I will add a bit when I get a chance. I can add about the differences and all.
the guy w/da mr2
I purchased a harness through mr220v through club4ag.com (frogmn87) I have been running w/ it for nearly a year now I drive it daily 25 miles back and forth to work its great. I wanted to ask if you had developed the BT harness yet I am curious if you had got it in your mr2 and the difference in performance 1st hand
Beams Owners Group
I've done a number of blacktops. I can also do silvertops on blacktop electronics. Thats what I run. The blacktop ecu seems to open up the top end a good bit.
im intrested in upgrading my silvertop to blacktop ecu , i would like be able to run open throttle boddies, what will i need besides ecu?? thank you
Beams Owners Group
To go from silvertop to blacktop electronics is pretty easy. You will need a map sensor and airtemp sensor along with the corresponding plugs (I make an adapter for this).
You will also have to repin your ecu plugs to one degree or another. If you are running a silvertop automatic ecu, the pins are almost the same. You would remove pins +b1, and IDL as they are not used with the BT. Then you would have to add the FC pin for the fuel control. The fuel control wire is the green and red one running from the circuit opening relay. So, if you are running AT electronics, its easy.
If you are running the silvertop manual transmission ecu, the pins are very different. You will have to get a 22pin ecu plug, and repin all the plugs. Also, since these ecu plugs use two different size pins, there will be a few that can't simply be pinned into the smaller/larger socket. These will have to be resoldered.
I've considered coming up with an adapter for the MT ecu plugs, but getting another ecu with that same socket to cannabalize is pretty hard. They are almost unavailable at my junkyard.
hey man. doing a 20v swap and am wondering if you still offer the custom wiring harness? hope to hear from you. Thanks.
Beams Owners Group
i have the photos from the tranny swap on my photobucket account, would help anyone to see the non captioned pics?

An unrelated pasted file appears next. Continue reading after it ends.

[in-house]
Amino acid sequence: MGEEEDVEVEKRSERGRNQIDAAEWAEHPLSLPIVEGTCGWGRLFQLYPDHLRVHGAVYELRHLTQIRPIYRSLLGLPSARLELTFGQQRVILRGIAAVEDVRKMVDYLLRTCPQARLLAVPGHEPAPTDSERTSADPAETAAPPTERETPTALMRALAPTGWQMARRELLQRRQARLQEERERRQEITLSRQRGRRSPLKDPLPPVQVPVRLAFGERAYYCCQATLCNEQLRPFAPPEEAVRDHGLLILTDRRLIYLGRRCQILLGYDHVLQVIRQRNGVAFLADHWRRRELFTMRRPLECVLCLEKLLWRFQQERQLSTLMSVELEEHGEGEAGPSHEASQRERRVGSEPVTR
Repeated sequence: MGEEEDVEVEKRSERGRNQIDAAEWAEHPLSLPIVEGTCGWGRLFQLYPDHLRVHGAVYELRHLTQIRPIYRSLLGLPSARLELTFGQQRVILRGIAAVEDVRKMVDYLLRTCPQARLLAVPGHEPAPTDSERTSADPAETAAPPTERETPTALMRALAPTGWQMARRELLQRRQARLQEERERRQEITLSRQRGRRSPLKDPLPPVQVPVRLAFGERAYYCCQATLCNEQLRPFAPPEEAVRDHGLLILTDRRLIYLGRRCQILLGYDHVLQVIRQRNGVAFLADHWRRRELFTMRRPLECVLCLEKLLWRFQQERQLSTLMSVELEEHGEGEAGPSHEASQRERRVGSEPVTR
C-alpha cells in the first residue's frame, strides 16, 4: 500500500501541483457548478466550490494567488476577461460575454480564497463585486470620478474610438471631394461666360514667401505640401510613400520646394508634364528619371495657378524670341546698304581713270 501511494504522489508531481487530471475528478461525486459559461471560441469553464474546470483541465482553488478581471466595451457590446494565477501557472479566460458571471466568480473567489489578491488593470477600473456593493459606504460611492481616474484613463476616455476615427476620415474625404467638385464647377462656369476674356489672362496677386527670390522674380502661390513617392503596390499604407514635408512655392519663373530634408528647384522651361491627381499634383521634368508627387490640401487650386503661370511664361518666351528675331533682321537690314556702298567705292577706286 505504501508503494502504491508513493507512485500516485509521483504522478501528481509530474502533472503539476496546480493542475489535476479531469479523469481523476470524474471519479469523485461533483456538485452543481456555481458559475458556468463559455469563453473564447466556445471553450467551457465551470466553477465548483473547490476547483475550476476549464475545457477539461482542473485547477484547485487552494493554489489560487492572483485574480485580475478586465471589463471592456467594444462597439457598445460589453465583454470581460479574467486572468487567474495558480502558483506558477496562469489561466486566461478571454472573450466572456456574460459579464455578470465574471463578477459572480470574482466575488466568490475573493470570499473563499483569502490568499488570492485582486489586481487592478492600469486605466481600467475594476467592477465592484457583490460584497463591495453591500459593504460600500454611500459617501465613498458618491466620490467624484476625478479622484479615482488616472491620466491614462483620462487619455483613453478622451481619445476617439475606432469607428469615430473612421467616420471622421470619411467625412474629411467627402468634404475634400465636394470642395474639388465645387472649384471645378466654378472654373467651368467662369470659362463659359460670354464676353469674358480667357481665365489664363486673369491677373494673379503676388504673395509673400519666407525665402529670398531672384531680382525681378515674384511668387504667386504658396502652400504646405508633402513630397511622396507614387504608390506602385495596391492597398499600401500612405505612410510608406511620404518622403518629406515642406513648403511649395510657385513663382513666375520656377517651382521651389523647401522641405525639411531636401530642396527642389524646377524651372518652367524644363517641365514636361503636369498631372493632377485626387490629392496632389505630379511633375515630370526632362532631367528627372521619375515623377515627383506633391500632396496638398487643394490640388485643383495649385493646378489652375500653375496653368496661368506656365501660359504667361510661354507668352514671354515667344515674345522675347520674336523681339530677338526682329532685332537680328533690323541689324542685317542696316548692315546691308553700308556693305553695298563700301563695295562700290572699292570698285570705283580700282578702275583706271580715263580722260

Did I hear somewhere that when using one of the 20v transmissions, you need new axles? or do the mr2 axles fit..oh i hope they do
The MR2 axles work with the C52 and C56. I'm not sure about the 6-speed.
The only issue axle-wise is the 20v has an aluminum brace under the engine that hits the axle if it's left there. You need to remove it for clearance.
well thats simple...i just had a thought of dread because I know they cut the axles on the 20v I'm bought and i had this moment of dread about the axles
Hello im doing a silvertop into a first gen and i would like to buy a wiring harness from you, just have a few questions. Do you still sell them?, if so how long would the waiting period be for one?
Beams Owners Group
Yes, still selling them along with a number of other types of conversion harness (beams, 2grfe, gen4 3sgte, etc...). Pm sent
MK1 = My Daily Addiction
I was hoping to use your guide and convert my wiring, but all work and no play seems to be devouring all my free time. SO, I sent you a PM/email... hoping to run one of your wiring conversions here soon. BTW, you guys are a fantastic resource for all us weekend wrenchers.
Beams Owners Group
If you want to offset the cost of my wiring, try to find a 20v with cut wiring. They are usually a few hundred cheaper, and I don't charge extra if the 20v harness is cut.
I have a question... I have an 86 MR2 and i actually gave it to my brother... oye he blew a rod through the side of the block and now i am going to make it a performer... I have done some research and i want to do an engine swap to a 20V BT. I found one that has a 6spd attached. What are the odds that it is a C160 with LSD???
My eventual plan is to do this engine swap and then switch the rods, pistons, and convert it to a MAF system so i can turbo it and make it a race car... Any thoughts?
Beams Owners Group
c160's are not particularly strong transmissions. c150's are tercel transmissions, and the 160 is the 6speed version of those.
Beyond the strength issues, since it's a good bit different than the c5x transmissions that went into the mr2, you can't switch over your c50 casing from your existing mr2 transmission to accommodate the mr2 selector shaft. The c160 transmission also does not have the casting for the mr2 oil seal, so the drillout trick won't work either.
You're basically going to be left adding the casting. That means you get to cut it off of one casing and weld it to the c160 casing. Then you can drill.
One guy did manage to make a casting out of JB weld.